posted by Phil Johnson
No punishment required?
Spurgeon and penal substitution revisited
(First posted 26 October 2005)
The PyroManiacs devote some space each weekend to highlights from The Spurgeon Archive. This week, I'm rerunning an old post I encountered while researching my seminar for next week's Shepherds' Conference. (I'll be doing a seminar on the life and controversies of Spurgeon during the conference.) This post explored the question of whether Spurgeon would truly fight for penal substitution against the likes of Steve Chalke, Brian McLaren, and Rob Bell, or was he just a quaint old fogey whose understanding of atonement was naive, and hung somewhere between Anselm and Calvin? Read the sermon referred to and linked below if you want Spurgeon's own answer to that question.
couple of Brit-bloggers, Steve and Sven, both noticed Monday's Spurgeon quote and voiced doubts about whether Spurgeon really believed in the penal-substitution view of the atonement.
(For Yank readers who wonder what Steve means, Victor Meldrew was an elderly character in the Britcom One Foot in the Grave, known for his ill-tempered grousing.)
Steve then opines:
Actually, in such a context, the recompense Spurgeon spoke of (the payment of which he "fairly clearly" says was "render[ed] to God's justice") is nothing if not punitive. I suppose if you don't understand Spurgeon and aren't familiar with Victorianisms, you might not catch that idea on your initial reading of this particular quote, but for the record, Steve has badly misread what Spurgeon is saying.
Anyway, in a note added after posting, Steve refers his readers to The World of Sven, promising, "Sven says this better."
Sven actually says it much worse: "Spurgeon himself seems to have gotten stuck halfway between Anselm and the classic Reformed position." Sven quotes a sentence from Spurgeon, ("My conscience tells me that I must render to God's justice a recompense for the dishonor that I have done to His law, and I cannot find anything which bears the semblance of such a recompense till I look to Christ Jesus.") and asks:
I admit to some amusement at the Arnold Rimmeresque hubris contained in such pronouncements; but Steve and Sven really ought to investigate what Spurgeon actually believed about the atonement before lecturing their readers on the nuances of his view. Spurgeon's view on the atonement was no secret. His outspoken defense of penal substitution was a consistent themeand not a subtle onefrom the beginning of his ministry to his dying gasps at the height of the Downgrade Controversy (in which this very issue of penal substitution was one of the main doctrines in dispute).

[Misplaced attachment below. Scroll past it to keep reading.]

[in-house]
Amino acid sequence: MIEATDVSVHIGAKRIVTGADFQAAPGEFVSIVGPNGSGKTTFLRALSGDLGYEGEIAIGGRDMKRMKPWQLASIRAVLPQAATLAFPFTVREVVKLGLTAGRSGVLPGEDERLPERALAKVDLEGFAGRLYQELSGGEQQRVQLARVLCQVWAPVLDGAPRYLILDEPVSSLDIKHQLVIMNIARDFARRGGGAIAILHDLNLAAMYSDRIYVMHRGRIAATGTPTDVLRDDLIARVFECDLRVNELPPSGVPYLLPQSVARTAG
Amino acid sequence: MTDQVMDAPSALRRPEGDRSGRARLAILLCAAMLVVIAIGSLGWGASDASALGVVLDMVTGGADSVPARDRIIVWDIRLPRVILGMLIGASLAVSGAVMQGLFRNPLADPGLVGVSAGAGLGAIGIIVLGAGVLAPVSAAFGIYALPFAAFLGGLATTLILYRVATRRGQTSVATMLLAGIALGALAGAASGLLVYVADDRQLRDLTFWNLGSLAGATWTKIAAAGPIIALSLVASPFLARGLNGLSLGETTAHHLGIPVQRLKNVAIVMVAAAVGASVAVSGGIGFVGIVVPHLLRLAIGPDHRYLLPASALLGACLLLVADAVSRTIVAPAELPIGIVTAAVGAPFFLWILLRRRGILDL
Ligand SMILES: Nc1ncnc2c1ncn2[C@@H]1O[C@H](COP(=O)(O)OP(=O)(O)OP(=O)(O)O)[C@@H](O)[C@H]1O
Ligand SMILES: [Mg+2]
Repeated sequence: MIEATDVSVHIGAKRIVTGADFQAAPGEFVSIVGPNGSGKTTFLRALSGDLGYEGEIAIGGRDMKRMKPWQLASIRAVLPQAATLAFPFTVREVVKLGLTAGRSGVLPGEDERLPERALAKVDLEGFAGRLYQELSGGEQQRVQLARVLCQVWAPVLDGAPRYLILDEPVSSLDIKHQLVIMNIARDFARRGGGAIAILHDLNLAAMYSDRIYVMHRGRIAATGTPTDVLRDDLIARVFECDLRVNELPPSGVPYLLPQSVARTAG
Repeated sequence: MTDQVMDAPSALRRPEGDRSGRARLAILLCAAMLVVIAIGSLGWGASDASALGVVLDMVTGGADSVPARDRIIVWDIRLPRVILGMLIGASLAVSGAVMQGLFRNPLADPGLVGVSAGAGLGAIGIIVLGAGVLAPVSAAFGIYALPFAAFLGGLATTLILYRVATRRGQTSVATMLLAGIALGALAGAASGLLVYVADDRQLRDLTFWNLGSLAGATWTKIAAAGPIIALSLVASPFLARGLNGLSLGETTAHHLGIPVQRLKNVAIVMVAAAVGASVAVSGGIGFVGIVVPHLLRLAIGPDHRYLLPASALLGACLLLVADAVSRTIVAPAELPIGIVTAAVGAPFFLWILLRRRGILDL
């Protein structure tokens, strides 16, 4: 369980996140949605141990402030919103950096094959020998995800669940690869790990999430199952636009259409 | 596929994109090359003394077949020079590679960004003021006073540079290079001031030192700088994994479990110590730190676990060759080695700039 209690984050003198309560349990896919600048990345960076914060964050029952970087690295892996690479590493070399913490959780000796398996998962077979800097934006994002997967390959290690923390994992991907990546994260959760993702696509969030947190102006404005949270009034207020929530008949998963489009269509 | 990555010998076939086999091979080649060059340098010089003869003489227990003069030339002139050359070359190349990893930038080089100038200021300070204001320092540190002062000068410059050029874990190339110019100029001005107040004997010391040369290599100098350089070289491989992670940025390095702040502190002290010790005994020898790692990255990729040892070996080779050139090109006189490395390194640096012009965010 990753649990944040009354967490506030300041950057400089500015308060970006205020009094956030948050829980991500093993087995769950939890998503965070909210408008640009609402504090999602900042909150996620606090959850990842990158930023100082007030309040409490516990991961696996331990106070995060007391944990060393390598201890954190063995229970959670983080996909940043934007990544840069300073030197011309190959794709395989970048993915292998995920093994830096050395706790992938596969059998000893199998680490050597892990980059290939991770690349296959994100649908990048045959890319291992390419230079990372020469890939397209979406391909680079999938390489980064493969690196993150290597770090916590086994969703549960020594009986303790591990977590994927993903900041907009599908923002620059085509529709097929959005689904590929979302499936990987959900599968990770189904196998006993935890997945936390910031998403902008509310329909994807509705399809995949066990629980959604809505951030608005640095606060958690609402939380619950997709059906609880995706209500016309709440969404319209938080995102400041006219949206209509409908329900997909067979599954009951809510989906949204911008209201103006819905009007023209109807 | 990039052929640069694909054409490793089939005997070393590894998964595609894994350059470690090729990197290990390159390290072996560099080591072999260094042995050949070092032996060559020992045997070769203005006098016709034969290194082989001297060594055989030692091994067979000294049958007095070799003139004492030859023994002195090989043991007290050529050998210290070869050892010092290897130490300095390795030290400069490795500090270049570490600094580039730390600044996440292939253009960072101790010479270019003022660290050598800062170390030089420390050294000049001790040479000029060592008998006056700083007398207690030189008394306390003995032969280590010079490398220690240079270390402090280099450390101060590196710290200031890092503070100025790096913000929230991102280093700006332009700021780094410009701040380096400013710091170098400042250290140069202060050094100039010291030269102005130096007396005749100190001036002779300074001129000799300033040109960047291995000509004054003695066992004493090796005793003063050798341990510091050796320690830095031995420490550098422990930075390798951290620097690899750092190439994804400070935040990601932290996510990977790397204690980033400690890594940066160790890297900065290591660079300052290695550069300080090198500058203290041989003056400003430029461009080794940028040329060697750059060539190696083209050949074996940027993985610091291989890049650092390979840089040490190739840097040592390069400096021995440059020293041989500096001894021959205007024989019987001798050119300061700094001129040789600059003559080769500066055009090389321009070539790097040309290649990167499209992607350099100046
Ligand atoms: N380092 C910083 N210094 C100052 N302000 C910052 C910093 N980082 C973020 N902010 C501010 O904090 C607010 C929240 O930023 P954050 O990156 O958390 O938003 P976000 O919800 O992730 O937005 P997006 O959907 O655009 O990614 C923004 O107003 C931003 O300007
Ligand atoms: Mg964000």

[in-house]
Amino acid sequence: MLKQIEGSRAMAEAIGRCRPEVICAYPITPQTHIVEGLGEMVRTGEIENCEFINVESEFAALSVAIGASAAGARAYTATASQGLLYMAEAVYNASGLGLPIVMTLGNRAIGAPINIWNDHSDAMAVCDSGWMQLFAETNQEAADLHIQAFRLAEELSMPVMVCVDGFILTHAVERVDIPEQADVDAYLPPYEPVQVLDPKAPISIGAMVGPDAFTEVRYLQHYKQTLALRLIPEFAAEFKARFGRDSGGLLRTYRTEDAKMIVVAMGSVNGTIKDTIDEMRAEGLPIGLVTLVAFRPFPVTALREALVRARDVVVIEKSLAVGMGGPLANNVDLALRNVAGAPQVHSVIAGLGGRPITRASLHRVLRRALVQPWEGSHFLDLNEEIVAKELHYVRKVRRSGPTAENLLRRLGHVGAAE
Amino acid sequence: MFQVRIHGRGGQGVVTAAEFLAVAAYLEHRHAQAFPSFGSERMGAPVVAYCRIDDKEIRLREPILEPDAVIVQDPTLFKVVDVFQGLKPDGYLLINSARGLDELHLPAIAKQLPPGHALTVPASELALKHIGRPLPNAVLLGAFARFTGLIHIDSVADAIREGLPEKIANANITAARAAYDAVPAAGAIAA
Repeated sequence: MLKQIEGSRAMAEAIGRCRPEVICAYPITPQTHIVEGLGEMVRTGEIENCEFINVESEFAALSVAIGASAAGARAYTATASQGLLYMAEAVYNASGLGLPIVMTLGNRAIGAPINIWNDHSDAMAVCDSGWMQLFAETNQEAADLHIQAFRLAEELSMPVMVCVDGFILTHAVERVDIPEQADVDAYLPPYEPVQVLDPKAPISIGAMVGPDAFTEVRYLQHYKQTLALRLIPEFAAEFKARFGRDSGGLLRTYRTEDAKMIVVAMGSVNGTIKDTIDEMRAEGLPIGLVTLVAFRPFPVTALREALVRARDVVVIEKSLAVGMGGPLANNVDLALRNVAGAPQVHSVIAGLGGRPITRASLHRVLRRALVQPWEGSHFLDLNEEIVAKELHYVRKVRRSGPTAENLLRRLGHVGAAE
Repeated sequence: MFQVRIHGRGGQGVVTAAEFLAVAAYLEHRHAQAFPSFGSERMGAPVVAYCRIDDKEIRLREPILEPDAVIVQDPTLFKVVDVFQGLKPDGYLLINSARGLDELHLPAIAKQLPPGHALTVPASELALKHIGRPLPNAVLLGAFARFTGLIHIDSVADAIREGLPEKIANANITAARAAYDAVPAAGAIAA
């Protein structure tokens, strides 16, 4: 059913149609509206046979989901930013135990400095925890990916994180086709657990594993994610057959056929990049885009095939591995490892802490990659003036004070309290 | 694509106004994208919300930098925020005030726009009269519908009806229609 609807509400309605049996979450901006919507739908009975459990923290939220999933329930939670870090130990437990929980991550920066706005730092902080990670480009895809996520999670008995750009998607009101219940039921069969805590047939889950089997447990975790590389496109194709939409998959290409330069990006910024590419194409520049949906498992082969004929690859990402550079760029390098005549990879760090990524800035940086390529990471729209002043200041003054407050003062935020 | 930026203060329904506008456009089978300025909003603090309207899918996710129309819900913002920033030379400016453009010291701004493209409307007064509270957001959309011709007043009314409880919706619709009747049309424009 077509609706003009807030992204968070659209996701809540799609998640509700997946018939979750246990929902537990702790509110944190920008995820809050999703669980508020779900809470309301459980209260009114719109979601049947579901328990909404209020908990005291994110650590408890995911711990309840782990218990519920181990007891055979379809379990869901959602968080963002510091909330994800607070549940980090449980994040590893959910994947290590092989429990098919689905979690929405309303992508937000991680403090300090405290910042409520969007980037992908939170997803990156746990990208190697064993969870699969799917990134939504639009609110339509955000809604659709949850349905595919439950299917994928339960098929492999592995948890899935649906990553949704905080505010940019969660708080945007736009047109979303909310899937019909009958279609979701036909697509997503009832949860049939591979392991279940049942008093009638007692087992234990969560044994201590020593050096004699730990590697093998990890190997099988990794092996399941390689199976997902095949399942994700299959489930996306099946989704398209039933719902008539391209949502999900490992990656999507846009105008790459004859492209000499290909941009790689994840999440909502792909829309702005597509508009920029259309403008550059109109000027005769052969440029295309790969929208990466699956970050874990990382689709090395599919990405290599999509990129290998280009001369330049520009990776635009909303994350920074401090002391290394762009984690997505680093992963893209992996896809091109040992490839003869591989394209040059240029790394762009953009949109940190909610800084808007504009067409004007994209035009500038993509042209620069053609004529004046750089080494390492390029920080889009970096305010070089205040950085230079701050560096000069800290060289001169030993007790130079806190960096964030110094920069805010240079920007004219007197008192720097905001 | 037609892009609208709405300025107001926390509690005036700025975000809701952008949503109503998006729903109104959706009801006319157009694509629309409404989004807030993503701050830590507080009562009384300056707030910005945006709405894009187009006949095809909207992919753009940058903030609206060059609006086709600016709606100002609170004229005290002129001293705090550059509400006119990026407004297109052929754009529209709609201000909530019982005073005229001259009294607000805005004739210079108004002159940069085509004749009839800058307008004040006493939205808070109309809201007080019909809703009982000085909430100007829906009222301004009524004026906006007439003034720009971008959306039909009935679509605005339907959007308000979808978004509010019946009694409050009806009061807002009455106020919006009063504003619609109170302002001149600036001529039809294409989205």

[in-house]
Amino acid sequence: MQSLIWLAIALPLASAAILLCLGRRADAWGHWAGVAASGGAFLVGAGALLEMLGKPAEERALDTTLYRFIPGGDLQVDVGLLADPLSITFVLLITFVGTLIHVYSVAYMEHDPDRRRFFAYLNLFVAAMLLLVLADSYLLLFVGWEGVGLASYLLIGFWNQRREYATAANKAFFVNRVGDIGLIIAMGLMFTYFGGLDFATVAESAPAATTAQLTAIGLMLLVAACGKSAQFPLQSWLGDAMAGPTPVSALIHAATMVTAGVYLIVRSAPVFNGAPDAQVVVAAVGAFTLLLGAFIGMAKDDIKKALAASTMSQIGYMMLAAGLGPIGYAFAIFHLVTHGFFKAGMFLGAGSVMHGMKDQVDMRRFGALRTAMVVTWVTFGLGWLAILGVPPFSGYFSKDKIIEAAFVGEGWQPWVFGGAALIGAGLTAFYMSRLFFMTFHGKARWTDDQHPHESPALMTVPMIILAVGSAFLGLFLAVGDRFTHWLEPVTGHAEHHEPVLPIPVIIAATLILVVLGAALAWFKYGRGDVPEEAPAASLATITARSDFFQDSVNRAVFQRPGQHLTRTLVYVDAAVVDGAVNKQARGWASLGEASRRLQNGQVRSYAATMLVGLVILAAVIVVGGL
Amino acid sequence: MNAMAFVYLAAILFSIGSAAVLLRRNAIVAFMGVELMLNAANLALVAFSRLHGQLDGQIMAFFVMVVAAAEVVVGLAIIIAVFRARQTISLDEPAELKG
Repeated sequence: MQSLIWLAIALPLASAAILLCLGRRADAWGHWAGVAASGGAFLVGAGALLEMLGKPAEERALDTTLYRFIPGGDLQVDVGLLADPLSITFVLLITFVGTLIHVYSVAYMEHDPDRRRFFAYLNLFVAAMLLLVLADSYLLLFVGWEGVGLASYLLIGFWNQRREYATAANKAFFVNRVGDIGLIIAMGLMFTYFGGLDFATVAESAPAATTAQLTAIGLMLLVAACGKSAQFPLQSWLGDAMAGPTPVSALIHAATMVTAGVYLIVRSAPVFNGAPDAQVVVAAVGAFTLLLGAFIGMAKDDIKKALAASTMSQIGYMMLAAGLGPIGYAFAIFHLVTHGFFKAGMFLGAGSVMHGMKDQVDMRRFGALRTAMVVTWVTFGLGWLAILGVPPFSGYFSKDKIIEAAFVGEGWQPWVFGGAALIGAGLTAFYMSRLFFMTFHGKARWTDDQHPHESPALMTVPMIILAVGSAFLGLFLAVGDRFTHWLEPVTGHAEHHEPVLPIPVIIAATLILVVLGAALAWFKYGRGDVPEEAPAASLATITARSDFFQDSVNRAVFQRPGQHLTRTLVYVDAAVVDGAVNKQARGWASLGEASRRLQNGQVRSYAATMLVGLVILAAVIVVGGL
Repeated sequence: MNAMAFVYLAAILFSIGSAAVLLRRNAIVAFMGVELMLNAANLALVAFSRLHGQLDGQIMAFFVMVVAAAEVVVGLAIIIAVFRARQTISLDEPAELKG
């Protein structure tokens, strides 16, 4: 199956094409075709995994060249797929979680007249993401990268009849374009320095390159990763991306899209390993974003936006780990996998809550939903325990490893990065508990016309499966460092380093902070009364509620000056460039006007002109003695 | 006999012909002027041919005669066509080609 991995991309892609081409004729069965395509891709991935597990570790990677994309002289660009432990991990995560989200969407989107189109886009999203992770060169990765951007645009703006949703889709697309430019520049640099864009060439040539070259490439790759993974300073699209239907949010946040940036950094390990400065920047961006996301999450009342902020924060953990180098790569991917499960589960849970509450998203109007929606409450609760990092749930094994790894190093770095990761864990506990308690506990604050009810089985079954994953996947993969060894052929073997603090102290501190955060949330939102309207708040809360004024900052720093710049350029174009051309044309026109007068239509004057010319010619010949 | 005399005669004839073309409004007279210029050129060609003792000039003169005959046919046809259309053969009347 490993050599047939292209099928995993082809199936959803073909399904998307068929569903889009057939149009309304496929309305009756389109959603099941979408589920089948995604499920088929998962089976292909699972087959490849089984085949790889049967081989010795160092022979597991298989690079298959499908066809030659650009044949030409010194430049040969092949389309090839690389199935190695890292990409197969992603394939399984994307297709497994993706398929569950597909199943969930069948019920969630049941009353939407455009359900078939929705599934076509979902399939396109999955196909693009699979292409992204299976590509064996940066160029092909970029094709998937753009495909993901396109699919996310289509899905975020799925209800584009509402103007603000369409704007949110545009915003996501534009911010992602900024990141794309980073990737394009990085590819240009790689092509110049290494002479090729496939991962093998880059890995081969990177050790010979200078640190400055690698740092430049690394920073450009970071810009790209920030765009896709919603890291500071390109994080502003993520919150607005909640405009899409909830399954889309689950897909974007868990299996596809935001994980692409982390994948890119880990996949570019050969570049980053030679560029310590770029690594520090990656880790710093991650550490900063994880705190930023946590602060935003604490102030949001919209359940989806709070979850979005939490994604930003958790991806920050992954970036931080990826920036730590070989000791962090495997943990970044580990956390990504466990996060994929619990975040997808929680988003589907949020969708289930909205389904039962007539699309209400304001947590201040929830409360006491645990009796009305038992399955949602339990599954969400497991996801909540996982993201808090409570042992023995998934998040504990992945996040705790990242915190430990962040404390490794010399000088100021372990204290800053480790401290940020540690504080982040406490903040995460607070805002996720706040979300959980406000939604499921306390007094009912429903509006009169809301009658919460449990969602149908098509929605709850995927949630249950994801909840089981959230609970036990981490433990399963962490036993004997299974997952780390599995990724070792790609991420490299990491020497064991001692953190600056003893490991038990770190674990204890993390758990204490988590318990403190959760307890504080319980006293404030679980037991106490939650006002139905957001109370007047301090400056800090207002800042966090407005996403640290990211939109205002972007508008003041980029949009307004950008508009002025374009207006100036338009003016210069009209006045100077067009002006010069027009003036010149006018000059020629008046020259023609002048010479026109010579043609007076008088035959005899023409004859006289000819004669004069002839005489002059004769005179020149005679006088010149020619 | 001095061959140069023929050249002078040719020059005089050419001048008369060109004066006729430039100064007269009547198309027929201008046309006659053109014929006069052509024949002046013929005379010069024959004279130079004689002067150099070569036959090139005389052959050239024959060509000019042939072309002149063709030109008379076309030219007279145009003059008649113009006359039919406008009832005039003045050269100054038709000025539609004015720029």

Nor would Spurgeon ever have approved of paring back the definition of "at-one-ment" to reconciliation only.
It's extremely irritating that after more than two years of controversy, Steve Chalke and his aficionados still seem blithely ignorant about the historical debate among British Baptists over the doctrine of penal substitution. It's always annoyed me that Chalke, who ministered at Haddon Halla chapel founded by Spurgeon's own congregation and named for himdecided to champion this issue, and then has handled the ensuing controversy in such a clumsy and perfunctory way.
Here's a message where Spurgeon explains himself with absolute clarity and without the Victorian euphemisms. Whenever Spurgeon spoke of "substitutionary atonement," here, in his own words, is what he had in mind:
"The doctrine of Holy Scripture is this, that inasmuch as man could not keep God's law, having fallen in Adam, Christ came and fulfilled the law on the behalf of his people; and that inasmuch as man had already broken the divine law and incurred the penalty of the wrath of God, Christ came and suffered in the room, place, and stead of his elect ones, that so by his enduring the full vials of wrath, they might be emptied out and not a drop might ever fall upon the heads of his blood-bought people."
"ChristOur Substitute" is one of my all-time favorite Spurgeon sermons, because Spurgeon's passion is conveyed in the words. You don't have to know what he actually sounded like to sense the fervor with which he defended the atonement against the Steve Chalkes of his day:
These are the new men whom God has sent down from heaven, to tell us that the apostle Paul was all wrong, that our faith is vain, that we have been quite mistaken, that there was no need for propitiating blood to wash away our sins; that the fact was, our sins needed discipline, but penal vengeance and righteous wrath are quite out of the question. When I thus speak, I am free to confess that such ideas are not boldly taught by a certain individual whose volume excites these remarks, but as he puffs the books of gross perverters of the truth, I am compelled to believe that he endorses such theology.
Well, brethren, I am happy to say that sort of stuff has not gained entrance into this pulpit. I dare say the worms will eat the wood before there will be anything of that sort sounded in his place; and may these bones be picked by vultures, and this flesh be rent in sunder by lions, and may every nerve in this body suffer pangs and tortures, ere these lips shall give utterance to any such doctrines or sentiments.
There's lots of picturesque and painfully blunt language in this sermon, but if I get started quoting it, I won't know where to stop. It reads like it was aimed at Steve Chalke himself. Read the sermon for yourself. It's a good one.
And, by the way, there are many more where this one came from. Fans of Steve Chalke need to face up to the reality that Spurgeon is no friend of anything Chalke stands for.